In general, he said the younger generation is more conservation-oriented and does a better job of catch-and-release. Those who keep too many fish are part of the problem.
“There’s a different angler today than your dad’s or grandfather’s generation. The old put in and take out approach isn’t as common as people become more educated and want to extend the survival rate of fish,” Feltrinelli said.
Another issue is the release of Erie Canal water that affects the depth and turbidity of creeks such as Irondequoit, 18 Mile, Sandy, Oak Orchard and others. The lower the turbidity level, the better the fishing.
“You can’t just pump too much water willy-nilly. It gets too high and muddy. We need to get it right,” he said.
He helps the DEC make stocking decisions, too. Along with his long-time fishing friend and fellow fishing author, John Sander, Feltrinelli works to help the DEC do the best job it can to make our fishing area the best it can be.
Sander writes the popular Sander’s Fishing Guides including a Western New York edition. Feltrinelli is also a writer for On the Fly Magazine and DEC publications.
There’s more to simply booking a fishing guide date with Feltrinelli. He wants to know about a client ahead of time. That includes their skill level and interest.
His guidance and services
“A lot of people have high expectations. I try to match your need with what I can provide,” he explained.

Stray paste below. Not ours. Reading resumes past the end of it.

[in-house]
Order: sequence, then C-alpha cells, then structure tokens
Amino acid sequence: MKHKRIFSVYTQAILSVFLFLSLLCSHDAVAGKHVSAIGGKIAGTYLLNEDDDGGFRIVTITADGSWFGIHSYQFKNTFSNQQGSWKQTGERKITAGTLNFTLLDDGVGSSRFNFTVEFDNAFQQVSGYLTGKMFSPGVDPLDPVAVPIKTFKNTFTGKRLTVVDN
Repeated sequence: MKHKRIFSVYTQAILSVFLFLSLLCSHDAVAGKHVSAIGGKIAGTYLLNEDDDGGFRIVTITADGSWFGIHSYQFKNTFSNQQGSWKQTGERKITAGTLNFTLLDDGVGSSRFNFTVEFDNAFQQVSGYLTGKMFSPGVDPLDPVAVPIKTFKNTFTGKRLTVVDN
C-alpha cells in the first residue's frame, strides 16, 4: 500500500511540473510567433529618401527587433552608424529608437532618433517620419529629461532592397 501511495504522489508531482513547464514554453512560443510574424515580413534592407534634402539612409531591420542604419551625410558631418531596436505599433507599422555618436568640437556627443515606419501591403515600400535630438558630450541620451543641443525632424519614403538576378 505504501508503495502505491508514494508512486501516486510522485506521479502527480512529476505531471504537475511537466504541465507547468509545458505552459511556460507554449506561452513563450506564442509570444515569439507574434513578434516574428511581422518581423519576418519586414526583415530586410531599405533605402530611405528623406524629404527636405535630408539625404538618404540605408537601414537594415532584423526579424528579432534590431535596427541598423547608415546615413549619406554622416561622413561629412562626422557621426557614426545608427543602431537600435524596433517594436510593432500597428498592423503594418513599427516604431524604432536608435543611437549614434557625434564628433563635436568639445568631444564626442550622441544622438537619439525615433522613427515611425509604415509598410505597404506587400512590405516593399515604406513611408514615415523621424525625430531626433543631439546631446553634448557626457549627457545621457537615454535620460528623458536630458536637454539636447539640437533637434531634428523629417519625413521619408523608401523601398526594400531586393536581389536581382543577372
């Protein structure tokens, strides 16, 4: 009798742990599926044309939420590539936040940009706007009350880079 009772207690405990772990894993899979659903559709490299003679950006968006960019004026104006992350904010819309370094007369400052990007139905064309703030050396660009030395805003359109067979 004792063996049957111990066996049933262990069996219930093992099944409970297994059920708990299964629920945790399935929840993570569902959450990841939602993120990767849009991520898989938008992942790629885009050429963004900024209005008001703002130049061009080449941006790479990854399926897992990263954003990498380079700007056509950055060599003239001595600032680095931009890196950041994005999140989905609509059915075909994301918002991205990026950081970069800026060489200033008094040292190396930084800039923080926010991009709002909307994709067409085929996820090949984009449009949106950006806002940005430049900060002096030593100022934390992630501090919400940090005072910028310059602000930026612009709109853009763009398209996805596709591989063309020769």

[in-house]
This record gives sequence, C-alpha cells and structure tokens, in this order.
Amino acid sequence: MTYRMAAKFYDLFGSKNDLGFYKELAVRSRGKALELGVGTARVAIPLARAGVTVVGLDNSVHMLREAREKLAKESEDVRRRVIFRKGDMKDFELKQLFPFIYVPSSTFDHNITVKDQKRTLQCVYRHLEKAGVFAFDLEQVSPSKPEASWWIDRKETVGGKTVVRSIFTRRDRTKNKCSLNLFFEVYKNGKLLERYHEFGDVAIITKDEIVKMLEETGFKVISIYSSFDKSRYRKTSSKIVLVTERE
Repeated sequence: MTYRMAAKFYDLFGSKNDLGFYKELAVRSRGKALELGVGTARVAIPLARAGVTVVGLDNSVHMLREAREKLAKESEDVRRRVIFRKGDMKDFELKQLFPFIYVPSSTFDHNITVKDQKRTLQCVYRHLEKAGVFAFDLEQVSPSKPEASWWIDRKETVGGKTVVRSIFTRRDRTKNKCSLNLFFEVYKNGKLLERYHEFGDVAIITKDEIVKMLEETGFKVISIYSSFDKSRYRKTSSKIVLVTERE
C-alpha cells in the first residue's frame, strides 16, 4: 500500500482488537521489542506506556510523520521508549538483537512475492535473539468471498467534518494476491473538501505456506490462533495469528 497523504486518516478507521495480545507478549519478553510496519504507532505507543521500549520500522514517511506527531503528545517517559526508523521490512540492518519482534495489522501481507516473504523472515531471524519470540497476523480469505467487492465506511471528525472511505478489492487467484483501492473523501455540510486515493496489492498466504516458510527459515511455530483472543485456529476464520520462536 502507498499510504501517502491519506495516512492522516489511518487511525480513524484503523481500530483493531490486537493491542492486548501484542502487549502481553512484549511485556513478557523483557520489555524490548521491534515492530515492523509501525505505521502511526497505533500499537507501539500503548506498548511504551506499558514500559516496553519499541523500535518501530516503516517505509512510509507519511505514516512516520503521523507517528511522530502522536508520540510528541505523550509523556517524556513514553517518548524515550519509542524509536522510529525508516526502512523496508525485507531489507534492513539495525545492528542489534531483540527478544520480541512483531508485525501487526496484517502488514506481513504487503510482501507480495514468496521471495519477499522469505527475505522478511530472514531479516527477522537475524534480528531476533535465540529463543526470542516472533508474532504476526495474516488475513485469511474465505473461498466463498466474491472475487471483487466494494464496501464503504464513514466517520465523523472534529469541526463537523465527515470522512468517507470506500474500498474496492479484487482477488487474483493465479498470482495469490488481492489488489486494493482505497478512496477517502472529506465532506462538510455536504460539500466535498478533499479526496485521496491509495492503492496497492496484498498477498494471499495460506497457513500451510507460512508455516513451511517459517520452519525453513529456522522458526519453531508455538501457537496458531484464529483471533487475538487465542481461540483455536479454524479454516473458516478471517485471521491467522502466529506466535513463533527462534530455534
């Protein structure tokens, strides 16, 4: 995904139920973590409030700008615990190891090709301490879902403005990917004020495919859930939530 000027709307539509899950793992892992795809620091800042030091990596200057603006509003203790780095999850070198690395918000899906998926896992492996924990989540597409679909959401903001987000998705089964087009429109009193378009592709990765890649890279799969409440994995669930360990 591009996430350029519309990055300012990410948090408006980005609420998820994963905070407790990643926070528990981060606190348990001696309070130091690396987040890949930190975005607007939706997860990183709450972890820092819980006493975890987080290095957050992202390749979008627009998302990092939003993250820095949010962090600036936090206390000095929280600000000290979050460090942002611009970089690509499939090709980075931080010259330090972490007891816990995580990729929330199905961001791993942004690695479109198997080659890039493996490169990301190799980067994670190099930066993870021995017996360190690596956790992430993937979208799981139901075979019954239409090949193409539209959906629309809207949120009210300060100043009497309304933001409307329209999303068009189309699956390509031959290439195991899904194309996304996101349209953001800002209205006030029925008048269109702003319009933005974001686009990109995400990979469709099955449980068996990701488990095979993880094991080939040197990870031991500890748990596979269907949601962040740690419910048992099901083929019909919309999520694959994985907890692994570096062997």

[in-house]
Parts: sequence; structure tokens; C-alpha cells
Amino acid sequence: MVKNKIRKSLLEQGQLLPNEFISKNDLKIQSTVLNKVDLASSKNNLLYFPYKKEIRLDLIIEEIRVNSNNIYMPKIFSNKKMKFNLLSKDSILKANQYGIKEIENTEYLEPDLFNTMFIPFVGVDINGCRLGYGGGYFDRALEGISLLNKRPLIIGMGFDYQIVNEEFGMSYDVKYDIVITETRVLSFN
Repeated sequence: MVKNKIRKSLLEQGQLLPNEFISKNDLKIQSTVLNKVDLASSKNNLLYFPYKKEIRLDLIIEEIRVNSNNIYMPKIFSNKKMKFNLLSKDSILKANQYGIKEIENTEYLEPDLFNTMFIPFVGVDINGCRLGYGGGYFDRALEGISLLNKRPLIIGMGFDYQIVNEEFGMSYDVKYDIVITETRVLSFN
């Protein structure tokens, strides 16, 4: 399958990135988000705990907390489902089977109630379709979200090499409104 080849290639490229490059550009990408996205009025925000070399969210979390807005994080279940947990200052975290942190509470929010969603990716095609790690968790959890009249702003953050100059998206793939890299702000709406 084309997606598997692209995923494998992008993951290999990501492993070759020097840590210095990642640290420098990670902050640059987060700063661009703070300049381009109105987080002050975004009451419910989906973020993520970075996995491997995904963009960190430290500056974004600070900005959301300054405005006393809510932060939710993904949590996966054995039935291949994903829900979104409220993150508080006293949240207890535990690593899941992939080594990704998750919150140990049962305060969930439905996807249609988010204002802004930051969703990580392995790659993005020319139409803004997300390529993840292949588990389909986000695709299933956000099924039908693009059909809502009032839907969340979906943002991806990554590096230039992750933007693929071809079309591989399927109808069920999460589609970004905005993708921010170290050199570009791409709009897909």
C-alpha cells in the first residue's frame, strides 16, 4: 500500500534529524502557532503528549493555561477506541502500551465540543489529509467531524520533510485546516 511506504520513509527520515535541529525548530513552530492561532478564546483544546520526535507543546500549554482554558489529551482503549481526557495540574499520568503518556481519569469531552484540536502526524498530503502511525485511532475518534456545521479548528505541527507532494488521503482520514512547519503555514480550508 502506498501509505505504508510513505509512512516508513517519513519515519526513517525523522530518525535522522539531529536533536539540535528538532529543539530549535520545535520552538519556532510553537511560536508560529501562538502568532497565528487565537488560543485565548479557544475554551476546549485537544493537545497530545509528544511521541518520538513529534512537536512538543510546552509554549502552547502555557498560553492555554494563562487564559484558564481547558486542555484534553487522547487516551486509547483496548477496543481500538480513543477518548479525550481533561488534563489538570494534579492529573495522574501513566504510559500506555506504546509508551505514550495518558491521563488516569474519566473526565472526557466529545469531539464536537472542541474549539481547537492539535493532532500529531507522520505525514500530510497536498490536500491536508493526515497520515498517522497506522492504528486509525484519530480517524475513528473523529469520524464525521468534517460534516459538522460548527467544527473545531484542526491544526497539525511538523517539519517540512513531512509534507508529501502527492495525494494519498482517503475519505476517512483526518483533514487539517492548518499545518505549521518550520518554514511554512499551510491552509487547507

It helps determine where to take a client for the optimal experience. For a newcomer for example, fly casting somewhere with low-level overhanging trees is not the best place to be. Feltrinelli knows all the best spots in the area and can pick the right one.
“I get people, newbies, who’ve never bought a rod. I’ll educate them completely, everything from soup to nuts, from concept to delivery,” he said.
He makes sure clients come prepared with the right equipment.
Women can be assured that Feltrinelli has them in mind as well.
“Ladies can find the sport intimidating on a couple levels. One way to help with that is to go with a guide and find spots you’re comfortable and familiar with,” he said.
As Sander says in his fishing guide, “It could be argued that the love of fishing is one of the single greatest common denominators among men and women.”
Photography is a big part of fishing with Feltrinelli. He’s spent decades perfecting fish photography skills and it shows in the iridescent colors of the fish.
The “fish whisperer” will look for a shallow oxygenated place to photograph a fish before he catches it. “I like how water distorts imagery. Each fish has its own color and character,” he explained.
The warmer weather means more fishermen on area waterways, but Feltrinelli said not to eschew the colder months since fish use the same waterways all year long.
No matter where or when you go, Feltrinelli said: “The best thing I can give someone is this experience.”
Featured image: A fisherman spey casting for Steelhead on a Lake Erie tributary. Photo courtesy of Scott Feltrinelli.